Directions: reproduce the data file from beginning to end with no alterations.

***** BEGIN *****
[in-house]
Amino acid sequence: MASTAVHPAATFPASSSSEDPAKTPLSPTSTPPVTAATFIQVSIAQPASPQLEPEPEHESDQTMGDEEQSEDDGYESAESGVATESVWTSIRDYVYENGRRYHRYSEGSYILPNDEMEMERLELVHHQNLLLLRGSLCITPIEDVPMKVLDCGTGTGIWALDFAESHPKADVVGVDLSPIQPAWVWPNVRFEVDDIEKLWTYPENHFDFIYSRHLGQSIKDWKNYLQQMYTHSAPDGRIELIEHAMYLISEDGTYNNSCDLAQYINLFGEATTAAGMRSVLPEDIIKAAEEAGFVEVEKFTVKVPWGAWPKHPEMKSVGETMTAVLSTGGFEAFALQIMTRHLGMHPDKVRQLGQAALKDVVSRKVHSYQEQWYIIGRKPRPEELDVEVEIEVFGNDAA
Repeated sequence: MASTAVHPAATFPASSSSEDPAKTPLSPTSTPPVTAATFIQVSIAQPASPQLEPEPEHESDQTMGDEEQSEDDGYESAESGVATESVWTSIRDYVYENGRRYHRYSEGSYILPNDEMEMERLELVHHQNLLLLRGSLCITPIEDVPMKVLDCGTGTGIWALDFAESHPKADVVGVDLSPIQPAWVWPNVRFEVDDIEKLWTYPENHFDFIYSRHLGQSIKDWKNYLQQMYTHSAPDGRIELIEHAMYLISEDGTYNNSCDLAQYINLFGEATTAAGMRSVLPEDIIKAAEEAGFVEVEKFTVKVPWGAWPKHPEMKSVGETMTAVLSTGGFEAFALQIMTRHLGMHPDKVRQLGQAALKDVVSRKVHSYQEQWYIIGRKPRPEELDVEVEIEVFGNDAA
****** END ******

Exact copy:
[in-house]
Amino acid sequence: MASTAVHPAATFPASSSSEDPAKTPLSPTSTPPVTAATFIQVSIAQPASPQLEPEPEHESDQTMGDEEQSEDDGYESAESGVATESVWTSIRDYVYENGRRYHRYSEGSYILPNDEMEMERLELVHHQNLLLLRGSLCITPIEDVPMKVLDCGTGTGIWALDFAESHPKADVVGVDLSPIQPAWVWPNVRFEVDDIEKLWTYPENHFDFIYSRHLGQSIKDWKNYLQQMYTHSAPDGRIELIEHAMYLISEDGTYNNSCDLAQYINLFGEATTAAGMRSVLPEDIIKAAEEAGFVEVEKFTVKVPWGAWPKHPEMKSVGETMTAVLSTGGFEAFALQIMTRHLGMHPDKVRQLGQAALKDVVSRKVHSYQEQWYIIGRKPRPEELDVEVEIEVFGNDAA
Repeated sequence: MASTAVHPAATFPASSSSEDPAKTPLSPTSTPPVTAATFIQVSIAQPASPQLEPEPEHESDQTMGDEEQSEDDGYESAESGVATESVWTSIRDYVYENGRRYHRYSEGSYILPNDEMEMERLELVHHQNLLLLRGSLCITPIEDVPMKVLDCGTGTGIWALDFAESHPKADVVGVDLSPIQPAWVWPNVRFEVDDIEKLWTYPENHFDFIYSRHLGQSIKDWKNYLQQMYTHSAPDGRIELIEHAMYLISEDGTYNNSCDLAQYINLFGEATTAAGMRSVLPEDIIKAAEEAGFVEVEKFTVKVPWGAWPKHPEMKSVGETMTAVLSTGGFEAFALQIMTRHLGMHPDKVRQLGQAALKDVVSRKVHSYQEQWYIIGRKPRPEELDVEVEIEVFGNDAA